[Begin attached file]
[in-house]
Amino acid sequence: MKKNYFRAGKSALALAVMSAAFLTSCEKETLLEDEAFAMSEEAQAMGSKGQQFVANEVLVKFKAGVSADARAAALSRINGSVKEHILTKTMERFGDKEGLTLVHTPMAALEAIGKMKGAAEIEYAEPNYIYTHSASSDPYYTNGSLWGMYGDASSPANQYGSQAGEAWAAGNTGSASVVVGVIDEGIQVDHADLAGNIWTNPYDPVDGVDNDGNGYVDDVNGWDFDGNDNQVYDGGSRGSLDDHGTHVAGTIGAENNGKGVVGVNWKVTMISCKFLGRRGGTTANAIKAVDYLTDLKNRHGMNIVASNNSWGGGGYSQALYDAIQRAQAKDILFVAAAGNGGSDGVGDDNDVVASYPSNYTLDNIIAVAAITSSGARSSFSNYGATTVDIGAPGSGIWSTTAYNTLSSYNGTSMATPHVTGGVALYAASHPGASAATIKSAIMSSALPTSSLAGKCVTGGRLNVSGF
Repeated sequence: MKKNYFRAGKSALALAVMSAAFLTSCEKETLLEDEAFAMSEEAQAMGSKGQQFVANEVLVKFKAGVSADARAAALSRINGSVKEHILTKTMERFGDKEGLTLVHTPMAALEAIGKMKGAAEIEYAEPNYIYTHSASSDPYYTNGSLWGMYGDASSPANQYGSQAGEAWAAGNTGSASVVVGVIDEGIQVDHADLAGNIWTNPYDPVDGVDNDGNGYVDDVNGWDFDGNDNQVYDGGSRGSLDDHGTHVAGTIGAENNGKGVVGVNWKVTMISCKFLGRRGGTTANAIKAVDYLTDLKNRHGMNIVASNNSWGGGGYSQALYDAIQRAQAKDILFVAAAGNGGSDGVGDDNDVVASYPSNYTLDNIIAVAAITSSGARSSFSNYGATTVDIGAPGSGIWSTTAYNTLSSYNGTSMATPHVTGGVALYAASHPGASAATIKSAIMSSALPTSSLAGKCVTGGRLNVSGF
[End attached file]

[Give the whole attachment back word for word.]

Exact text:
[in-house]
Amino acid sequence: MKKNYFRAGKSALALAVMSAAFLTSCEKETLLEDEAFAMSEEAQAMGSKGQQFVANEVLVKFKAGVSADARAAALSRINGSVKEHILTKTMERFGDKEGLTLVHTPMAALEAIGKMKGAAEIEYAEPNYIYTHSASSDPYYTNGSLWGMYGDASSPANQYGSQAGEAWAAGNTGSASVVVGVIDEGIQVDHADLAGNIWTNPYDPVDGVDNDGNGYVDDVNGWDFDGNDNQVYDGGSRGSLDDHGTHVAGTIGAENNGKGVVGVNWKVTMISCKFLGRRGGTTANAIKAVDYLTDLKNRHGMNIVASNNSWGGGGYSQALYDAIQRAQAKDILFVAAAGNGGSDGVGDDNDVVASYPSNYTLDNIIAVAAITSSGARSSFSNYGATTVDIGAPGSGIWSTTAYNTLSSYNGTSMATPHVTGGVALYAASHPGASAATIKSAIMSSALPTSSLAGKCVTGGRLNVSGF
Repeated sequence: MKKNYFRAGKSALALAVMSAAFLTSCEKETLLEDEAFAMSEEAQAMGSKGQQFVANEVLVKFKAGVSADARAAALSRINGSVKEHILTKTMERFGDKEGLTLVHTPMAALEAIGKMKGAAEIEYAEPNYIYTHSASSDPYYTNGSLWGMYGDASSPANQYGSQAGEAWAAGNTGSASVVVGVIDEGIQVDHADLAGNIWTNPYDPVDGVDNDGNGYVDDVNGWDFDGNDNQVYDGGSRGSLDDHGTHVAGTIGAENNGKGVVGVNWKVTMISCKFLGRRGGTTANAIKAVDYLTDLKNRHGMNIVASNNSWGGGGYSQALYDAIQRAQAKDILFVAAAGNGGSDGVGDDNDVVASYPSNYTLDNIIAVAAITSSGARSSFSNYGATTVDIGAPGSGIWSTTAYNTLSSYNGTSMATPHVTGGVALYAASHPGASAATIKSAIMSSALPTSSLAGKCVTGGRLNVSGF